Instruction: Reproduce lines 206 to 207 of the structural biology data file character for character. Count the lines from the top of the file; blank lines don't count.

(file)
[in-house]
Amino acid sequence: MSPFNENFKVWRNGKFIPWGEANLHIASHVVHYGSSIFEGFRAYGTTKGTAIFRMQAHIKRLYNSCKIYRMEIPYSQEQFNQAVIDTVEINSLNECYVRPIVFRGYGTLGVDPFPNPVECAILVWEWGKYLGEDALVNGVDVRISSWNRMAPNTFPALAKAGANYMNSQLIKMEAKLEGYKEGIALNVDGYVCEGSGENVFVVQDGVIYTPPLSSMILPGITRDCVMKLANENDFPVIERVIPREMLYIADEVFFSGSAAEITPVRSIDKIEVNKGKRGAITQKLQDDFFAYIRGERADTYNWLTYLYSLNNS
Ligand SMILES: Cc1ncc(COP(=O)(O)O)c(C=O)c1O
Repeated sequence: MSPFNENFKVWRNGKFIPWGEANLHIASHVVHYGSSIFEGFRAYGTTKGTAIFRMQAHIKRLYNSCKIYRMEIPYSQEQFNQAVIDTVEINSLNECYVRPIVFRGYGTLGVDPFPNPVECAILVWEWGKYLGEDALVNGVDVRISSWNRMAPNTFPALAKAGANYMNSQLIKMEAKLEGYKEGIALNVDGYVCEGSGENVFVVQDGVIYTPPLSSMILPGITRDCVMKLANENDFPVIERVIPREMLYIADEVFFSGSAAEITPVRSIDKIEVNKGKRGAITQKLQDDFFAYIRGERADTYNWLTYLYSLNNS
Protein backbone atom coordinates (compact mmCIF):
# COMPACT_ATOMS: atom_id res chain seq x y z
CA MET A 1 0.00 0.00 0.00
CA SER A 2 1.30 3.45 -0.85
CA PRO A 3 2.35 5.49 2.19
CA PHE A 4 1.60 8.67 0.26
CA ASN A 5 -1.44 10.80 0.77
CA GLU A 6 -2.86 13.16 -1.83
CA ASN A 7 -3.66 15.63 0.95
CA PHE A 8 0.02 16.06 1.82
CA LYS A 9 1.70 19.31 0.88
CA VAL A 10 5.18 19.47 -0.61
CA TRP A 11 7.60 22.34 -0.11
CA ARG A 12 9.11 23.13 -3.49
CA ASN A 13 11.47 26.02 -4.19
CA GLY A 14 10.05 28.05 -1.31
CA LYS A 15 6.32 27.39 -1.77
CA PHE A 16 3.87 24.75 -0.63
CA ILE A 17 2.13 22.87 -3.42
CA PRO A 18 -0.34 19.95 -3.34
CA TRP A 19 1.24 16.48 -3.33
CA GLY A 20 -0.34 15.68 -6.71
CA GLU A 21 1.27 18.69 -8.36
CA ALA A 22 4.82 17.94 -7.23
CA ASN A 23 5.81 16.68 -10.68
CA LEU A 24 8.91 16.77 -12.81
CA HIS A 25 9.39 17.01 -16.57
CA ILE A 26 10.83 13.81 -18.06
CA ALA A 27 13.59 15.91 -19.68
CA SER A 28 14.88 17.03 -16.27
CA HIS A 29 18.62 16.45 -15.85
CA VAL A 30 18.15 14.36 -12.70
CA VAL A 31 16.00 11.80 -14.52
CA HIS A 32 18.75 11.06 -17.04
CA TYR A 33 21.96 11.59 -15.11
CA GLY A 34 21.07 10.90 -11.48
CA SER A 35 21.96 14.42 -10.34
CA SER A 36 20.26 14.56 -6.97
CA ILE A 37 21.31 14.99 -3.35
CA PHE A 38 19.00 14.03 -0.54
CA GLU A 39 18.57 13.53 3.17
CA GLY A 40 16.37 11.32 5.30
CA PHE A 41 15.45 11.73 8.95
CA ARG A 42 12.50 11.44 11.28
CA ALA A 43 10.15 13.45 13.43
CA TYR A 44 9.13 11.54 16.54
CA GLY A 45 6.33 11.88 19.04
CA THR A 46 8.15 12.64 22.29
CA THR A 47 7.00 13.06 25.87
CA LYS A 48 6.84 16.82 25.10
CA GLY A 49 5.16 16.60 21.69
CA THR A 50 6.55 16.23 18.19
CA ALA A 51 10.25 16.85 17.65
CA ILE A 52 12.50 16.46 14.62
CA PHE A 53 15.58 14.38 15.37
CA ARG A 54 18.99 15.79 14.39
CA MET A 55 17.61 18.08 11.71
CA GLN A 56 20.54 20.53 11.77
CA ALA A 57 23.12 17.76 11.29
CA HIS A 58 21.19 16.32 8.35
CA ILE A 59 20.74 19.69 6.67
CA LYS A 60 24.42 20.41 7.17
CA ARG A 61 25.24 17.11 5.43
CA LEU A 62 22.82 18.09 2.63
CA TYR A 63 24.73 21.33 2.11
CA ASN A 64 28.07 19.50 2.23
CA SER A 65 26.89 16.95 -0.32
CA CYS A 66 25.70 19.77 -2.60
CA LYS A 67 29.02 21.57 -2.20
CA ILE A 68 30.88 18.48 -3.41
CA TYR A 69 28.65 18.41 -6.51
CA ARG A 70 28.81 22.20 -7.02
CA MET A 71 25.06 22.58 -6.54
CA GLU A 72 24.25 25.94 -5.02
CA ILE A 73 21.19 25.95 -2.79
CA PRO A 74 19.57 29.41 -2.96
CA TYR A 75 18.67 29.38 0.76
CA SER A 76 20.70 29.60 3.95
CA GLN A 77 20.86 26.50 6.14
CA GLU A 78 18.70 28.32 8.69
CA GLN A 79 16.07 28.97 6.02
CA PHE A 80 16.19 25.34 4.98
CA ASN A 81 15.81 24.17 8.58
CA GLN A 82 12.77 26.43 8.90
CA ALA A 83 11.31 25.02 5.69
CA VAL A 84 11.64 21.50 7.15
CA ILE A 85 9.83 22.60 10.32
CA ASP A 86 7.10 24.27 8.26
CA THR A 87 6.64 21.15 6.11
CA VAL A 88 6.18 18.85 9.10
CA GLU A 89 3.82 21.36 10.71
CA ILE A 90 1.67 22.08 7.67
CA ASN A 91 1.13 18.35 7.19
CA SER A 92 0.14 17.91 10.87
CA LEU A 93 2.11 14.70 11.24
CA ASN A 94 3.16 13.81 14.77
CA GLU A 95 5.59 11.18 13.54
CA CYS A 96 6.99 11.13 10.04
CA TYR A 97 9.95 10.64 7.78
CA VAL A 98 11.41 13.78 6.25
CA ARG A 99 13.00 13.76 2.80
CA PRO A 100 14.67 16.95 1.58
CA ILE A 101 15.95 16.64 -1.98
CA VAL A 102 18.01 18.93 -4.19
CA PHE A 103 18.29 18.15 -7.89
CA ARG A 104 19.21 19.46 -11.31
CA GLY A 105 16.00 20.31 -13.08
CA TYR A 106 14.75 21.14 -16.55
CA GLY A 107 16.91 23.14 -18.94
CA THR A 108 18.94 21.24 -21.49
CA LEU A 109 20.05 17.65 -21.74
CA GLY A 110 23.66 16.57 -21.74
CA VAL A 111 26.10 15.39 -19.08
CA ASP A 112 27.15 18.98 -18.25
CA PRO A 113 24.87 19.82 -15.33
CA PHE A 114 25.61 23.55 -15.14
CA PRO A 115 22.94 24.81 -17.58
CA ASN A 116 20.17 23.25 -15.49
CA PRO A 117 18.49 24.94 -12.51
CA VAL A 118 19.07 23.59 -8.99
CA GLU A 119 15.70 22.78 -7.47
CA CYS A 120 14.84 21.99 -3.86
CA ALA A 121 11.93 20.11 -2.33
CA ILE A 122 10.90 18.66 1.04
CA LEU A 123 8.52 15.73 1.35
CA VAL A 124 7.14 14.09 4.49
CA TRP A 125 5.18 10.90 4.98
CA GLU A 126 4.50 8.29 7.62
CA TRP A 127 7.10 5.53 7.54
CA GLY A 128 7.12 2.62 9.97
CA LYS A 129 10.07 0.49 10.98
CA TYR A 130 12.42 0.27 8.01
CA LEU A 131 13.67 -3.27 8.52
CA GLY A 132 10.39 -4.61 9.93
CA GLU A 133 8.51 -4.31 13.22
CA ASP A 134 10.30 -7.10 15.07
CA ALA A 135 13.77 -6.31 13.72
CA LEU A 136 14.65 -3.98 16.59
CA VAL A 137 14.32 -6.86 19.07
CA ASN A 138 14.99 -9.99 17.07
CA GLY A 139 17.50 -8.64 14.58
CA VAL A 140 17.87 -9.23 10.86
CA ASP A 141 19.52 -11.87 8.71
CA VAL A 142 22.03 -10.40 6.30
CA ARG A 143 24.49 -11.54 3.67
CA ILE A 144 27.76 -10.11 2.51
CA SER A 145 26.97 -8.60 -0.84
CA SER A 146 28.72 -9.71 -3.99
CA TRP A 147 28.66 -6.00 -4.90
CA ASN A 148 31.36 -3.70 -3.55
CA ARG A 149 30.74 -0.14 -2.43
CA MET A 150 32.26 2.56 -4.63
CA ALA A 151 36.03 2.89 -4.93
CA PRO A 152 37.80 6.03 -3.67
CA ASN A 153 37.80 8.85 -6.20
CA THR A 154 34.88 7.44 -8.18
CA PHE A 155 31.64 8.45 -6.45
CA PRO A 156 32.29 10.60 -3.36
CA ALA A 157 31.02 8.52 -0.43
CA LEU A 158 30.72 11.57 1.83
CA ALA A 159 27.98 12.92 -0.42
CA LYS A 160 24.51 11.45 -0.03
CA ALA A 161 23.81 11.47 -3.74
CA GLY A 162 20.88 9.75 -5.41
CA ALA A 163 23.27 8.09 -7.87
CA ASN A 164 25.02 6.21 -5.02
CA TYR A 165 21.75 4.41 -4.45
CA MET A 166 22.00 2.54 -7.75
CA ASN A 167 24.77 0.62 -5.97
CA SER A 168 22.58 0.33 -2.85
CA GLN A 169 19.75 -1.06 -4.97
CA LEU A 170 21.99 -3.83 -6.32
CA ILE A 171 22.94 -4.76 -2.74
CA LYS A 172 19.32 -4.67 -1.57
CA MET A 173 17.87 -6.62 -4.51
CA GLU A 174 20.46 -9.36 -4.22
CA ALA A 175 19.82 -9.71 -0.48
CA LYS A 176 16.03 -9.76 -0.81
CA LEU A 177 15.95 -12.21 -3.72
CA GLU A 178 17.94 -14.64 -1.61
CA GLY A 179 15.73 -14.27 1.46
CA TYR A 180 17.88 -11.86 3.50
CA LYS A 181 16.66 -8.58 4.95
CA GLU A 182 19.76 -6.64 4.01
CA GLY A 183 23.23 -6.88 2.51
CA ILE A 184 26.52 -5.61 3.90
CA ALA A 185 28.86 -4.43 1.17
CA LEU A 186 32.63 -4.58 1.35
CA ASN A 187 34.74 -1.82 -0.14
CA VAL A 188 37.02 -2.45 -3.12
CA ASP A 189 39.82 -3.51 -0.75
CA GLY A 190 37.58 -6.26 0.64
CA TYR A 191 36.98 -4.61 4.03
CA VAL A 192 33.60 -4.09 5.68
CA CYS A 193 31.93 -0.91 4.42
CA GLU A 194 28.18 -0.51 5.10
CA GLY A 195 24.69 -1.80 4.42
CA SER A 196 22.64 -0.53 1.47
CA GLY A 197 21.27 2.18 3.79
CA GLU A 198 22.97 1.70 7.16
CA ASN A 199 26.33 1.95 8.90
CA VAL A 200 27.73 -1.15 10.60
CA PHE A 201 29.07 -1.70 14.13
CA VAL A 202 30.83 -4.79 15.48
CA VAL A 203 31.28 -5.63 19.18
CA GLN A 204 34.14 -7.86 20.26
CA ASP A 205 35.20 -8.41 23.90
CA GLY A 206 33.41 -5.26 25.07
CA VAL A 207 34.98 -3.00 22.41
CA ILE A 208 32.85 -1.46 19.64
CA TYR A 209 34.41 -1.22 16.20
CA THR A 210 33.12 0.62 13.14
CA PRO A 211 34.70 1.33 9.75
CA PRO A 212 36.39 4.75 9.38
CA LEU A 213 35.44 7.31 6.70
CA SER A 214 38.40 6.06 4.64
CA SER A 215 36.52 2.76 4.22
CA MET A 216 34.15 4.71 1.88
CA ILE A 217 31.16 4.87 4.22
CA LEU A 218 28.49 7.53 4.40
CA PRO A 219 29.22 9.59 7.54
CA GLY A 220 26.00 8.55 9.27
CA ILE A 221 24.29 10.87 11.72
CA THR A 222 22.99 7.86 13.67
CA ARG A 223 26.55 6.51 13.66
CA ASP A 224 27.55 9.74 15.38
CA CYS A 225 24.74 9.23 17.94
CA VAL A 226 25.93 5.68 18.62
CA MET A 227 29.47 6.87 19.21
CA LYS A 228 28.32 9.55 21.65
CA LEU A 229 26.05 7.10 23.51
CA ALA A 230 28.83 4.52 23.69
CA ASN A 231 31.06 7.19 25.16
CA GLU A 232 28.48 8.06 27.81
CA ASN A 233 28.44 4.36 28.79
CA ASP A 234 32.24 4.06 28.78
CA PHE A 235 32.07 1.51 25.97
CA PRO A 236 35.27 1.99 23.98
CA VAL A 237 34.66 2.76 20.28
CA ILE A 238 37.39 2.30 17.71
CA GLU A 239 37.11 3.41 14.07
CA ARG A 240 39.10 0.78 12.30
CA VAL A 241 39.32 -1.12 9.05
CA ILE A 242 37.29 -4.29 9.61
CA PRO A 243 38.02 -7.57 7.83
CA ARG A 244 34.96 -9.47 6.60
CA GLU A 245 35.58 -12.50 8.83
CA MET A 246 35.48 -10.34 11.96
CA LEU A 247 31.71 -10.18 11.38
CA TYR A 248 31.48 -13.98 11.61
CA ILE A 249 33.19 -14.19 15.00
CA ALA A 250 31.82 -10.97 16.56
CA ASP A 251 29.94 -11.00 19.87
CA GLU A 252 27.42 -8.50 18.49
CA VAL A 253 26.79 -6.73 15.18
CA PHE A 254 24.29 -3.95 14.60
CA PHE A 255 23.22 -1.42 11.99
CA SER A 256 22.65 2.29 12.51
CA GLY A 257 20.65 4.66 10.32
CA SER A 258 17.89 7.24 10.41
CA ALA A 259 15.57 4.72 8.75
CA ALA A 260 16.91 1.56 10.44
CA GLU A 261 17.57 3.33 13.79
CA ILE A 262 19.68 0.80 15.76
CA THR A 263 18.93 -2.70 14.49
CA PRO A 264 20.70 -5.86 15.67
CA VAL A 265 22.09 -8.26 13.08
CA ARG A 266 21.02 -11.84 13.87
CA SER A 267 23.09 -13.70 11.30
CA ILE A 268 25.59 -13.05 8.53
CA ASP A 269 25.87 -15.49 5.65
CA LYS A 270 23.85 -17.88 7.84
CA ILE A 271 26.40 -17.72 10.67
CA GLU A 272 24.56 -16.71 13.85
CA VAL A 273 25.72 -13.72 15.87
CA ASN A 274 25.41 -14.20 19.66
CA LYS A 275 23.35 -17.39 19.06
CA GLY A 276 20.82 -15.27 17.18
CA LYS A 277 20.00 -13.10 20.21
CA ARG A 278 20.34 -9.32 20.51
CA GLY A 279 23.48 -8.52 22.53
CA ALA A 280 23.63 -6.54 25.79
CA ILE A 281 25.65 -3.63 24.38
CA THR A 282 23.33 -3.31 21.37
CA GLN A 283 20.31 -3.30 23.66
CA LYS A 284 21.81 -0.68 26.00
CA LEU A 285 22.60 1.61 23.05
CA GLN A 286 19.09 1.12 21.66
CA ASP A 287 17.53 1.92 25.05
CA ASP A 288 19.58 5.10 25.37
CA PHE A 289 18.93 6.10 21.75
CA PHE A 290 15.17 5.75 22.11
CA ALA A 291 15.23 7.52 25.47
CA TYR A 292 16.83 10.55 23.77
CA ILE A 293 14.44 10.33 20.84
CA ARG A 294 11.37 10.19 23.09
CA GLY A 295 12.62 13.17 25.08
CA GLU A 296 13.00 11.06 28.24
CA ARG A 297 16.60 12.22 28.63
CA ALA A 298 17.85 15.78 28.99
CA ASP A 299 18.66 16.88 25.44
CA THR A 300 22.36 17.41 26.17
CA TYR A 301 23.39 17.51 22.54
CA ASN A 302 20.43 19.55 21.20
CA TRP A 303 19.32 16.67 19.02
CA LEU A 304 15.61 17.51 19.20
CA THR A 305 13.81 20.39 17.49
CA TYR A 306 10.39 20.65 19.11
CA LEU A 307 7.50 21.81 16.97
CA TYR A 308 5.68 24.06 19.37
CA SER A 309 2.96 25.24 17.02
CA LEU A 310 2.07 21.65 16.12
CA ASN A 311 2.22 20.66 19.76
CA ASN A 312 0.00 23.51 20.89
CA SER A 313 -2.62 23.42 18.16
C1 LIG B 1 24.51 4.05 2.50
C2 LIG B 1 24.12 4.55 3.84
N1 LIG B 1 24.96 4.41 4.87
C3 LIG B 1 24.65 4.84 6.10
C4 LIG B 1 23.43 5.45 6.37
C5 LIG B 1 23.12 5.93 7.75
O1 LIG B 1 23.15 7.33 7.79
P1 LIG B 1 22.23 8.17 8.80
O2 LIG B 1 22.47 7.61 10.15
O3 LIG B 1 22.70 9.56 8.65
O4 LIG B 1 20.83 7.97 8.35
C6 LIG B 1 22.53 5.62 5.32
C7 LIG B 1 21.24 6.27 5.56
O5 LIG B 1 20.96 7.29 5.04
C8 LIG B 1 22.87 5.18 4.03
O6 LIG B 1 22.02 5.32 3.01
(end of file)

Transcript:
CA VAL A 200 27.73 -1.15 10.60
CA PHE A 201 29.07 -1.70 14.13